Posted by Sloan (T-town, Al) on 06/02/2013
Garlic is still being disputed as a safe food for pets. There are conflicting results on a cat's ability to break down the chemical compositions in the garlic, remember their liver isn't as powerful as ours and even the pollen of an easter lily is enough to cause liver failure. Until there is more evidence of garlic being safe, I would recommend each reader to do their fair share of research to make that call, as there are reports of garlic (in any form) being highly toxic to both cats and dogs.
Also, Diatomaceous Earth is a great product if used properly. Readers need to learn of ALL the precautions on how to properly administer as a pet/home flea prevention method. Using it on carpet gives easy access to the pet's eye causing severe irritation and harmful damage. Since their face is constantly inches from the carpet, breathing the stuff in will happen. This can cause severe lung irritation.
I buy FOOD GRADE Diatomaceous. I use it as a de-wormer for my pets. But this "food grade" is HUMAN food grade and I use it as a supplement for myself (no, not as a de-wormer lol). It has great benefits for us, just research it before you use it, but is does some remarkable things.
When I use it in my carpets, I don't use enough to make a dust when I walk. I do it when my pets are out of the house (outside on porch or getting groomed, at the vets). I don't let them back in until it is settled in the carpet and wiped up, off the counters and floors.
When bought packaged as a human supplement (high grade, pure DE), the package clearly states "Keep from eyes and DO NOT BREATHE". This applies to our animals too. I would recommend not applying it directly on their skin, as some may suggest.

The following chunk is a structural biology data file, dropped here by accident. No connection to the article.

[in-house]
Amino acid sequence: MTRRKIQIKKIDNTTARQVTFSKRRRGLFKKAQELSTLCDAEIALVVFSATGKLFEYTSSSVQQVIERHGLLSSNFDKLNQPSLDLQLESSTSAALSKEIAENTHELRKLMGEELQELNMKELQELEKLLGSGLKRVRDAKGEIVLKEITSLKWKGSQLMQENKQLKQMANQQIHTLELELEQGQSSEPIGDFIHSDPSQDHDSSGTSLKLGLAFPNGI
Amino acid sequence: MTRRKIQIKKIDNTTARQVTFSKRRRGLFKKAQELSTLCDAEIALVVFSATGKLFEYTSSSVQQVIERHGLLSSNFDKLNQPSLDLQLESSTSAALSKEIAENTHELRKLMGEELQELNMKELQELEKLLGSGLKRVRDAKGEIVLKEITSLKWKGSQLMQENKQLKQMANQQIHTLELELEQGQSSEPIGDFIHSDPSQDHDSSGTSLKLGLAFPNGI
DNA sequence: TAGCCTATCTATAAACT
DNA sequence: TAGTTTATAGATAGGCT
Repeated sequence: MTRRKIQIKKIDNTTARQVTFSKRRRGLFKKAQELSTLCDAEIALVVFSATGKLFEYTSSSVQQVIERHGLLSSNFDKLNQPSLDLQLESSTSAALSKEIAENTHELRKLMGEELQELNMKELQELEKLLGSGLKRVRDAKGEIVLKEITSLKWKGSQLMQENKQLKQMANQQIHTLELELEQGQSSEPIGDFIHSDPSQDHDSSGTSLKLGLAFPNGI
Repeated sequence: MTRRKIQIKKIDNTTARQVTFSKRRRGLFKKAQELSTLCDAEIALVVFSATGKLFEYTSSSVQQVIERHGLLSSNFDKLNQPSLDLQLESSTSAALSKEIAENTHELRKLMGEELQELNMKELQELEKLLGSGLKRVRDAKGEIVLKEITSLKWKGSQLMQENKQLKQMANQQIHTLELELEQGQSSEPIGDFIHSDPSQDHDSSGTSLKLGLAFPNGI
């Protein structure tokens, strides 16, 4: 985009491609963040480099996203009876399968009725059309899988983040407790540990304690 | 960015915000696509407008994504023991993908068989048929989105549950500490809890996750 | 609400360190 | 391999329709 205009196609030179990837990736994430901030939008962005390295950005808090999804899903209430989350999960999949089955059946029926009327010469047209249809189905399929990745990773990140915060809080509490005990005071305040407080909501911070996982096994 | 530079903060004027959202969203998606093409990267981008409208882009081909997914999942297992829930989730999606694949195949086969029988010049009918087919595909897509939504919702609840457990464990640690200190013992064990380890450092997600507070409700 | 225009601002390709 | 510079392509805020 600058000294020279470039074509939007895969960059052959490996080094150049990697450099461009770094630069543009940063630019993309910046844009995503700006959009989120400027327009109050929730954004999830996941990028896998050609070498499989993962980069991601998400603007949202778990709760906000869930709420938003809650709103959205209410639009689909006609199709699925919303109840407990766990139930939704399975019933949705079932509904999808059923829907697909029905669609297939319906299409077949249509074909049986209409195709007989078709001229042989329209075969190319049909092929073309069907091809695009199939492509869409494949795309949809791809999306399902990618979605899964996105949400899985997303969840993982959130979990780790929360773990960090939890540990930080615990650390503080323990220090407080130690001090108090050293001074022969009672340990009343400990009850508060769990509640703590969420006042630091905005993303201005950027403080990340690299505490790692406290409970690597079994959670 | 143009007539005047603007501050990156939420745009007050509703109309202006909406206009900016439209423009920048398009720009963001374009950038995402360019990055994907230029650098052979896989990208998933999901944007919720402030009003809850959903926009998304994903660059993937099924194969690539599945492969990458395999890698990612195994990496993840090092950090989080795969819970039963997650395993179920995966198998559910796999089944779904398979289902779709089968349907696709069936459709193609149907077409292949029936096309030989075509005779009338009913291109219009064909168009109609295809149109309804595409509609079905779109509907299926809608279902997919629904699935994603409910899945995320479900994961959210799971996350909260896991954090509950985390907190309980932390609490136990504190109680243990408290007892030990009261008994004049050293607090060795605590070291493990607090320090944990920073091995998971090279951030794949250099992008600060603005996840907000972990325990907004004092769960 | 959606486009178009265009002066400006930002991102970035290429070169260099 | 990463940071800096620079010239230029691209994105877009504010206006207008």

When using natural oils, again be sure to get food grade, high quality essential oils. DO NOT apply it directly to their skin, as they have a different PH than we do, and they often cause severe skin irritation. Even we humans use carrier oils when applying it directly to their skin.
Again, a cat's liver can often not handle many of the essential oil and have a hard time processing them. Their liver is just not as strong as we seem to think. AND YES! They do absorb the oils through their skin, which eventually gets processed by their liver. WE HUMAN DO THIS TOO. Anything that is absorbed by the skin gets processed by our organs. Skin is the largest organ we have. Nicotine patches work by being absorbed through the skin. Normal flea treatment works like this. After it is absorbed, it gets into the blood stream and viola! It's in. So do your research. There are conflicting reports when it comes to your pets ability to handle essential oils.
So be careful what you put on your animals.
I know I sound like a downer, but I'm just trying to inform people to do their research and decide for themselves. When there are conflicting reports, one needs to take precautions.
Fleas are a pain. I know. I have 5 long haired cats and a dog. It's a constant struggle. So far, there is no one answer. Good luck to you all.